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I've faced strange problem with my git repo. In process of cloning it looses all it's heads except master. Isn't head is just a file-reference to the commit id? Or it should be registered somewhere else to be cloned?

It looks exactly as William Pursell described:

 cd a
 $ git branch
   master
   * test
 $ cd ..
 $ git clone a b
 Initialized empty Git repository in /private/tmp/b/.git/
 $ cd b
 $ git branch
   * master
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1  
Please expand. When you say 'in the process of cloning', do you mean that the source loses branches, or that the target of the clone doesn't have all of the sources branches. Also, what commands are you using to determine this? –  Charles Bailey Jul 25 '09 at 10:12
    
Sorry for being unclear. –  Artem Tikhomirov Jul 26 '09 at 19:04
    
There's no need to be sorry, just edit your question with clarifying details and then potential question answerers can help with answers that aren't purely based on guesswork. –  Charles Bailey Jul 26 '09 at 21:52

2 Answers 2

up vote 3 down vote accepted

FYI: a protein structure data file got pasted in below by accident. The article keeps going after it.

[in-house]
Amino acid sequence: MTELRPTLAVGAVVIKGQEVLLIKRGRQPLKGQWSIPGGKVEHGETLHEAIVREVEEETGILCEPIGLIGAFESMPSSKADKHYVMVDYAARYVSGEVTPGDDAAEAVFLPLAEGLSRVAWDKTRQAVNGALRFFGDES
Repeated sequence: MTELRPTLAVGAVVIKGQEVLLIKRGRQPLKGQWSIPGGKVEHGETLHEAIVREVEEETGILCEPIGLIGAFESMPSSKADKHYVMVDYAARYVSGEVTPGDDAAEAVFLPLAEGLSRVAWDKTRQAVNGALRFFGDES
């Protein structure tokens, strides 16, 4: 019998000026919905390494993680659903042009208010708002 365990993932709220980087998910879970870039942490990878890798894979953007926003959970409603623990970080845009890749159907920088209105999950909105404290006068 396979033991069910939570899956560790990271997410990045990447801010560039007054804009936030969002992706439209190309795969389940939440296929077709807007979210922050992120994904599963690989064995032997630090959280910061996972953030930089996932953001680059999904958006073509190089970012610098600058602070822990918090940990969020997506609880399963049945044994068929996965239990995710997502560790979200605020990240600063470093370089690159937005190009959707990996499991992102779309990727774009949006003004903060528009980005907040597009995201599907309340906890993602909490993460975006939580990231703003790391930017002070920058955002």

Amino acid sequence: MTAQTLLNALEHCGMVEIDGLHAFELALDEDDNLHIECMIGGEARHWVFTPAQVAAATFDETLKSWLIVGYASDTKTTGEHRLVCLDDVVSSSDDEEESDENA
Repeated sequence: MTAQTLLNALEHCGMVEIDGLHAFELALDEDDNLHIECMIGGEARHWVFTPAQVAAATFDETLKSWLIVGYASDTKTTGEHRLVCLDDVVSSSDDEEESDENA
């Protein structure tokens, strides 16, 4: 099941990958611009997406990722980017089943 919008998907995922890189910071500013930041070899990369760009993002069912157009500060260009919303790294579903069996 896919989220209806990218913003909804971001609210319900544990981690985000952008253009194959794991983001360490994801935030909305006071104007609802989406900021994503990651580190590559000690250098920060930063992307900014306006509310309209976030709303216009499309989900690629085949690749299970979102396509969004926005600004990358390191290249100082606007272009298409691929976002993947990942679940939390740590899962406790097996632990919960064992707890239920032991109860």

Perhaps you haven't pushed all of your branches to your remote repository. Cloning a remote repository should automatically include all remote branches.

Note that remote branches do not automatically become local branches. You can use the git branch -a command to see all the branches you have. Example:

$ git branch -a
* master
  remotes/origin/next
  remotes/origin/HEAD -> origin/master
  remotes/origin/master

With that, we can turn the "next" remote branch into a local one with git checkout -b and specify the remote branch as a starting point:

$ git co -b next origin/next
Branch next set up to track remote branch next from origin.
Switched to a new branch 'next'

And now you're all set for working on "next".

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I think that there's something wrong with both your and William Pursell's git install. Please consider logging a bug report.

What git clone should do, is to copy the remote heads into refs/remotes/origin/* and then check out a new branch with the same name and state as what's checked out as the remote's HEAD.

In your case, git branch shows that test is checked out on the source repostiory, so git clone should create a test branch in the destination repository based on the remote test branch.

Here's what I get.

$ cd a
$ git branch
  master
* test
$ cd ..
$ git clone a b
Initialized empty Git repository in /home/charles/src/gittest/b/.git/
$ cd b
$ git branch
* test
$ git branch -a
* test
  remotes/origin/HEAD -> origin/test
  remotes/origin/master
  remotes/origin/test
$ git config branch.test.remote
origin
$ git config branch.test.merge
refs/heads/test
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